Jordan: Our guest today is one of maybe a handful of lawyers whose names would be recognized by Canadians far outside the legal profession. Clayton Ruby has represented clients from across the political spectrum, including the Church of Scientology, Canada’s first openly gay MP Svend Robinson, the anticapitalist magazine Ad Busters, and accused white supremacist Faith Goldy. He’s also been in the middle of memorable cases that include the court challenge that saw Toronto mayor Rob Ford ordered to vacate his office, as well as the fight to overturn the wrongful conviction of Guy Paul Morin. There’s no shortage of high profile clients and cases to discuss with him, but that’s not why we’re talking to him today. What we want to discuss is a case that he worked on in 1988, in which he represented the family of a young man named Michael Wade Lawson. And though neither Ruby, nor the family, nor anyone else involved at the time knew it, it’s a case that has had a profound impact on how police forces in Canada’s largest province do and don’t hold themselves accountable even today. Michael Wade Lawson you see was 17 years old and he was a young Black man who was killed by the cops. And that’s where the story begins. I’m Jordan Heath Rawlings. This is The Big Story. Clayton Ruby, I just introduced him, is an extremely notable lawyer based in Toronto. Hello Clayton.
Clayton Ruby: Hi.
Jordan: Can you tell us what you remember of what happened to Michael Wade Lawson 32 years ago?
Clayton Ruby: He was alleged to be stealing cars from a car lot for joy riding. And it was a fairly strong circumstantial case, he might’ve been convicted of it, might not. But the police received a tip that this was going on, and staked out one of his associates houses and waited to see if he showed up. He did. They got in front of the car and said, stop you’re under arrest. All fair enough. And he didn’t stop, this young Black kid panicked and he drove away. And he drove at least close to one of them. And again, that’s all fair too. He’s committing an offence, probably. Assault with a weapon, namely the automobile. But the nasty thing was that after he got past them, they opened fire on the rear of the car as he was going away. And they shot him in the back and killed him. Getting killed is not one of the penalties prescribed by the criminal code for joy riding. And it was clearly an overuse of force. And that was the impetus for saying, you know, we have to do something because the attorney general did nothing, the police force covered it up, and there was no justice for anyone, and the kid lies dead behind the wheel of a car.
Jordan: And how did you become involved?
Clayton Ruby: His mom came to me heartbroken at what had happened to her son. And we tried to get something done and we could not.
Jordan: What was the climate back then like for trying to hold police officers accountable?
Clayton Ruby: As bad as it is today and made worse by the fact that this was a kid and that he was a Black kid. Oh, with the icing on the cake of the officer’s claiming that he had tried to run them down with the car. No one was significantly injured, of course.
Jordan: So what came of that case in the larger picture? What happened after you couldn’t get justice specifically for Michael?
Clayton Ruby: There was a popular outcry, led by the black community, much as you’re seeing today. And in response, the government called for studies, devised a new body called the SIU to deal with complaints of excess use of violence by police. And of course, nothing happened.
Jordan: Can you tell me what you know from that time around the creation of the special investigations unit? You know, where it came from, why it was created?
Clayton Ruby: I think because prior to that, there was no centralized agency that specialized in crime or harm caused by police. So we farmed it out to the OPP, to the Brampton police. And they were inevitably not the slightest bit interested in producing a result. And the thought was that we had a unit dedicated to this particular task, respecting police officers who cause harm or committed crimes, we get a better result. We did not cope with the fact that judges and juries do not like committing police for trial or convicting them. And so the record is very close to zero in terms of successes. You can change that by hiring better people, you can improve it. More younger, more interesting, more committed officers investigating. Prosecutors who are better skilled than the ones we have. Because you can’t get a record that bad by accident. It’s a structural problem.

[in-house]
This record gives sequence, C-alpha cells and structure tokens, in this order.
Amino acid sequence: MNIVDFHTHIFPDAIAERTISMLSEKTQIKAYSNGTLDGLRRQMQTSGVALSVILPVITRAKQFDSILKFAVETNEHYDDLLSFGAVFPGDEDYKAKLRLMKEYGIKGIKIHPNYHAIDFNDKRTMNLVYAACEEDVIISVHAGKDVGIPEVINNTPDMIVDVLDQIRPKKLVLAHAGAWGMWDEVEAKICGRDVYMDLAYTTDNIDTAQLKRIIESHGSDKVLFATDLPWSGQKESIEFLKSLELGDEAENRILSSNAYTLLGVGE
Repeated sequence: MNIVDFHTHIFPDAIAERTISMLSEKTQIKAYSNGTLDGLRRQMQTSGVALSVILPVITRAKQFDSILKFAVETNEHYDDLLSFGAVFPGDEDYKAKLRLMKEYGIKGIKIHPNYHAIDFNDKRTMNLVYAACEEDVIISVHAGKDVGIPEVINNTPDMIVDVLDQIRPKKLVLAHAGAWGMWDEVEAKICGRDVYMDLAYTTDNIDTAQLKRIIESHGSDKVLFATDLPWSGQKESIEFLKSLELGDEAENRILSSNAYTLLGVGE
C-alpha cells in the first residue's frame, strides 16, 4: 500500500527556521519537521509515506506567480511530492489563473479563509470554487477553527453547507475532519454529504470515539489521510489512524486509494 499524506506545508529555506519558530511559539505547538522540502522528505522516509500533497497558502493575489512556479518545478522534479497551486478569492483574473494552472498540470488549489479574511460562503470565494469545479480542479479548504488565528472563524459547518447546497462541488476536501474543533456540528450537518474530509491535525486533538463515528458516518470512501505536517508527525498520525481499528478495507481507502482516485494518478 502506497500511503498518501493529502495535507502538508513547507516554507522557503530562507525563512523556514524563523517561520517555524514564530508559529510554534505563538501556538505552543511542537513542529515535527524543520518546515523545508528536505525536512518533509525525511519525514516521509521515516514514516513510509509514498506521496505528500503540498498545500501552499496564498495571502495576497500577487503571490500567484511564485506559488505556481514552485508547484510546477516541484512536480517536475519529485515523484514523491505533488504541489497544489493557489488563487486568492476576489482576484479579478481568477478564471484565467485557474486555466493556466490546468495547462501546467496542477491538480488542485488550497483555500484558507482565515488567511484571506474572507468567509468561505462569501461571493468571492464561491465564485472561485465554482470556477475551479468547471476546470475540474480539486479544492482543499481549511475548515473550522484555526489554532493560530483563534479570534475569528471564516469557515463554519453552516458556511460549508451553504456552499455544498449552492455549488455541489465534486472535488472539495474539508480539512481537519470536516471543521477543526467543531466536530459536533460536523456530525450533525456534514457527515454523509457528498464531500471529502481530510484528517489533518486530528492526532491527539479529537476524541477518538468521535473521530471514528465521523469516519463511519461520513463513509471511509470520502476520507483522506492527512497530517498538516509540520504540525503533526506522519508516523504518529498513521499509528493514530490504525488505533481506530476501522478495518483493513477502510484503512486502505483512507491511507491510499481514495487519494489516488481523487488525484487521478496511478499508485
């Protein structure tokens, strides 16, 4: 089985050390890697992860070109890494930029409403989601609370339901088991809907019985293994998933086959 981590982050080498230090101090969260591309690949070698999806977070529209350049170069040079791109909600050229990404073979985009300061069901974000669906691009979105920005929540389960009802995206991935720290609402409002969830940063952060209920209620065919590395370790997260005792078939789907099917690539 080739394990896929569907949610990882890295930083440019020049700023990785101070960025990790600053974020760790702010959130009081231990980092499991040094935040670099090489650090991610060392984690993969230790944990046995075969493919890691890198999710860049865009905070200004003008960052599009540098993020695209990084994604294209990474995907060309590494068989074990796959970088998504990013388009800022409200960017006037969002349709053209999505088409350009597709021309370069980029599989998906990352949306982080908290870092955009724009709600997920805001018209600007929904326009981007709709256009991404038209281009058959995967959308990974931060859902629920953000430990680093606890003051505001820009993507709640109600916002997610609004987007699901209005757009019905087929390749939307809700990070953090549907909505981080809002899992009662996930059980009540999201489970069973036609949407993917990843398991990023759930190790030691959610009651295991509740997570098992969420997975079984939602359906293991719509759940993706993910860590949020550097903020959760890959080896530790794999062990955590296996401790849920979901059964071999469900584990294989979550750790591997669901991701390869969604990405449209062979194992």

Jordan: Do you remember, back then, when you kind of first heard the report, after the public outcry and you heard this suggestion for the SIU, what, what did you think of it?
Clayton Ruby: I think I was sort of impressed by it. And it promised to be a full scale analysis with really obvious improvements. Why are we having police investigating police? It makes no sense. There’s no special skill for doing that. And the police are biased. They tend to see themselves being run down by the car, cause that’s the role they’re in. And so that was one of the changes. A dedicated unit out of the attorney General’s office promised to be impartial. That was a good improvement, cause it wasn’t any longer picking some other police force to do it. But what we learned was that none of that matters. That the SIU kept on covering up for police. I stress this: almost no investigations conclude that the police were at fault, and even smaller number, close to zero are cases where a criminal charge actually gets laid by the SIU. And when that happens, it’s an exceedingly rare event. In almost no cases does any charge ever stick. They have prosecutors. The prosecutors don’t seem to be able to bring in a conviction. Is this by accident? I don’t believe it’s by accident. I think it’s because they share a value system and they share a commitment to the way things are, to keep them the same as they are. But you could not produce this result by accident. It could only be by design.
Jordan: When you discuss cases like this one, and you know, I know that this one was a long time ago. There’s no shortage of them over the years. When you discuss them with other lawyers in the community, what are those discussions like? And is there any talk of how to take on that system? How the system could be better?
Clayton Ruby: Sure. In Ontario, we recently had a report done by a distinguished Black court of appeal judge. And he produced 104 recommendations for improving it. And the right wing Ford government in Ontario has enacted none of them. Why? Because they want things to remain the way they are. They don’t want police officers to be found guilty of anything. And frankly, the staff at that unit is quite happy with the state of affairs. Nobody quits their jobs. Nobody insists on having better tools or better prosecutors. No, government’s happy, the police are happy and the Black community feels they’re being shot down day by day. Well, they’re Black. Who cares?
Jordan: One of the reasons that I wanted to talk to you about this case in particular is because we were looking at the circumstances around the creation of the SIU. And I mean, as you kind of touched on, they seem identical to what’s happening today. And I wonder if there was ever any thought, back then, that that we’d end up in the same place.